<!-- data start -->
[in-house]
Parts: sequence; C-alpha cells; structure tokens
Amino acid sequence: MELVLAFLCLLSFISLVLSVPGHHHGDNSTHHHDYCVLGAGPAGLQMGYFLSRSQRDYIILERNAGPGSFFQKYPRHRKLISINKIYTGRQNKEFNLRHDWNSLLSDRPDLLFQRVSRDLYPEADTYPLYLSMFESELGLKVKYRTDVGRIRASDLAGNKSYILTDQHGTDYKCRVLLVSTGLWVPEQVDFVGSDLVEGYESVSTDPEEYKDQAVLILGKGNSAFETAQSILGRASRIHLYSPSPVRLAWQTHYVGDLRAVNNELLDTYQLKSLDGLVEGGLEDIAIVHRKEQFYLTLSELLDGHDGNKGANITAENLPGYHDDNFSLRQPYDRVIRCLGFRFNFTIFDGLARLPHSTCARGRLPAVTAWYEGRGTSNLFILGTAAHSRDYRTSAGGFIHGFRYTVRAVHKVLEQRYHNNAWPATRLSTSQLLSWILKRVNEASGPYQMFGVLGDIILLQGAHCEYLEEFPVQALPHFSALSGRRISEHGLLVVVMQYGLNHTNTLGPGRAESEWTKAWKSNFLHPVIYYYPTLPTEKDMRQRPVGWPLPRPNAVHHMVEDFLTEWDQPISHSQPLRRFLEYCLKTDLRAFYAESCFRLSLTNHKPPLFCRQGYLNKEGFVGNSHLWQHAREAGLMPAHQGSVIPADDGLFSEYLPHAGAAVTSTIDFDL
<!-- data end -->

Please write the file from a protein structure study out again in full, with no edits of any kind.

[in-house]
Parts: sequence; C-alpha cells; structure tokens
Amino acid sequence: MELVLAFLCLLSFISLVLSVPGHHHGDNSTHHHDYCVLGAGPAGLQMGYFLSRSQRDYIILERNAGPGSFFQKYPRHRKLISINKIYTGRQNKEFNLRHDWNSLLSDRPDLLFQRVSRDLYPEADTYPLYLSMFESELGLKVKYRTDVGRIRASDLAGNKSYILTDQHGTDYKCRVLLVSTGLWVPEQVDFVGSDLVEGYESVSTDPEEYKDQAVLILGKGNSAFETAQSILGRASRIHLYSPSPVRLAWQTHYVGDLRAVNNELLDTYQLKSLDGLVEGGLEDIAIVHRKEQFYLTLSELLDGHDGNKGANITAENLPGYHDDNFSLRQPYDRVIRCLGFRFNFTIFDGLARLPHSTCARGRLPAVTAWYEGRGTSNLFILGTAAHSRDYRTSAGGFIHGFRYTVRAVHKVLEQRYHNNAWPATRLSTSQLLSWILKRVNEASGPYQMFGVLGDIILLQGAHCEYLEEFPVQALPHFSALSGRRISEHGLLVVVMQYGLNHTNTLGPGRAESEWTKAWKSNFLHPVIYYYPTLPTEKDMRQRPVGWPLPRPNAVHHMVEDFLTEWDQPISHSQPLRRFLEYCLKTDLRAFYAESCFRLSLTNHKPPLFCRQGYLNKEGFVGNSHLWQHAREAGLMPAHQGSVIPADDGLFSEYLPHAGAAVTSTIDFDL